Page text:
One of Alison Baird’s favourite materials to work with is yellow gold, and she often incorporates it into her classic yet stunning jewellery designs. Read the following Designer of the Month interview to learn more about her time in the jewellery making industry, and the technique she plans to add to her skills set next…
Let us know a bit about yourself, detailing your background, study and training in the jewellery making industry.
In 2012 a lifelong passion for jewellery became something more, when I decided to re-string some lovely Austrian glass beads originally belonging to my Granny into a set of illusion necklaces for my Mum, my sister and myself. In December that year I launched my first wee business selling bead jewellery via Facebook and market stalls in my local area. I soon graduated onto making wire wrapped pieces and on the advice of a friend and fellow maker, I decided to sign up to do a part-time Diploma in Creative Jewellery at the London School of Jewellery in 2013. After my first basic silver class I was hooked, and working with precious metals became and still is my passion.
After graduating in 2014 I continued to refine my skills in metal fabrication, stone setting and design, selling my work via the internet. My desire to keep learning meant that in January 2016 I went back to school to do a Level 2 Jewellery Manufacturing Diploma and a Level 2 Creative Techniques in 2D City & Guilds Certificate at Holts Academy in Hatton Garden. I have just finished the course, and plan to continue to develop my skills alongside working with my customers on their commissioned designs in my own workshop.
Tell us about your work – are there any particular materials or techniques that you favour?
I work with both silver and gold, with an emphasis on texturing. My favourite Fretz texturing hammer was a lucky find at the counter in Cooksongold, spotted whilst waiting to be served, and it now features heavily in my designs.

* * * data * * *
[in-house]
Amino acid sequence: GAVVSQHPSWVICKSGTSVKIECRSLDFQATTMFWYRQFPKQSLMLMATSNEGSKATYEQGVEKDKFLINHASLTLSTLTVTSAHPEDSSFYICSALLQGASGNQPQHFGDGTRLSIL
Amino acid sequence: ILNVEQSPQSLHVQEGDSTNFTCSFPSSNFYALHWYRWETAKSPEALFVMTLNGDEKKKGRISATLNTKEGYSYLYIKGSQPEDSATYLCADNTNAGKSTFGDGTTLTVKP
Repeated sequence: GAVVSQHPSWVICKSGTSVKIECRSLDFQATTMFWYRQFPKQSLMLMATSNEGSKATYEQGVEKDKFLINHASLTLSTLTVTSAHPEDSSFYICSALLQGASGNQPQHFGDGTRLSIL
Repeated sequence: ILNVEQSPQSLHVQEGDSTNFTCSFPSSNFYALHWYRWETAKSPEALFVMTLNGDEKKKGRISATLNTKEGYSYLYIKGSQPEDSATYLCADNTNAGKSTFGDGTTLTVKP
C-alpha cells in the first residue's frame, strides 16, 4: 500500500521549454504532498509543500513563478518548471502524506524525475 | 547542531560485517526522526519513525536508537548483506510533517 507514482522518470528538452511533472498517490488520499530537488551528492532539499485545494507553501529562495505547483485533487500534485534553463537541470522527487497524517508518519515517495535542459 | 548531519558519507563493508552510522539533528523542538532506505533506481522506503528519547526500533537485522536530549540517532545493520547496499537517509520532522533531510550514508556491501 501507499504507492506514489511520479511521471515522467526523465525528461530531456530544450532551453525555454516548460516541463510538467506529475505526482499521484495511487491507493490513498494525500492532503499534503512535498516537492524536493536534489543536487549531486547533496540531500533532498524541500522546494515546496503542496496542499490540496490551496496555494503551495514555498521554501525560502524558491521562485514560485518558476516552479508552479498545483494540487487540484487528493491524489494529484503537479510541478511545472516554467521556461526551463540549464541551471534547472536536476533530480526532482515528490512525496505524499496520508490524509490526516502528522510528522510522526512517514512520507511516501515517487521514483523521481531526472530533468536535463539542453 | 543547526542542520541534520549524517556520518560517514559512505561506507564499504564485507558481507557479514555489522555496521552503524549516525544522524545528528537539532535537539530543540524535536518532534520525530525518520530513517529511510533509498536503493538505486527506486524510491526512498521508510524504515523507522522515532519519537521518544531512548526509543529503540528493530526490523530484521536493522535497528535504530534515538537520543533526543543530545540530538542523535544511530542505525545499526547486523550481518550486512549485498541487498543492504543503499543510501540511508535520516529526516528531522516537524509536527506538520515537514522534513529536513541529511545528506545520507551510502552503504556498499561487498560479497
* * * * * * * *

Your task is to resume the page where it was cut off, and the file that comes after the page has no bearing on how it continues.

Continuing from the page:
Moissanite and White Gold Ring
My designs tend to evolve as I work on a piece, and I love to add little hidden details such as a pierced design on the back of a pendant setting, or texture on the back of a ring which only the wearer will know about. I recently discovered a passion for vitreous enamel during my course at Holts which I am exploring at the moment, creating a series of ring designs.
How would you best describe your design style?
My design style is simple, my pieces are created to showcase the metal, stone or enamel I am working with.
As a jewellery maker, where do you like to get your inspiration from for your pieces?
I find inspiration in the world around me, studying the simple yet complex shapes seen in nature and the world at large. My recent studies in 2D design have opened a whole new world of inspiration to me, using my own photographs of nature to inspire my designs.
I find real inspiration is beautiful cabochons, and I design my pieces around the stone, creating a setting to showcase its beauty.
Do you have a piece that you have made which you favour or are particularly proud of?
One of my favourite pieces is my Pink Tourmaline ring, which is set in a combination of white and yellow gold. I love the ‘raspberry’ pop of colour in the cabochon, and it makes me smile every time I wear it.
What is the one item in your jewellery making workshop that you could not live without?
I would be devastated if anything happened to my Fretz texturing hammer, I just love that texture!
What upcoming trends do you see being popular soon?
I think that yellow gold is making a comeback, which makes me happy as it’s my favourite metal both to work with and wear.
Blue Sapphire and Gold Ring
I would also love to see enamel make a comeback, I have been getting favourable comments about the designs I have been trialling in my workshop and it is a beautiful technique for adding colour to designs.
What is the most valuable lesson you have learnt from your time in the jewellery making industry?
You never stop learning even if you think you ‘know’ a technique, by watching someone else work and/or talking to other makers you will learn even more.
Do you have any particular advice that you would give to up and coming jewellery designers, or someone interested in getting into jewellery making?
Take the opportunity to talk to everyone you can within the industry, make connections and never stop learning. Be brave you learn more from mistakes than from a perfect piece so just go for it.
…and finally, time for a bit of fun in our quick fire round! Tell us your favourite…
…sport – football
…gemstone – Tourmaline
…place – The Highlands
…animal – cat
…colour – blue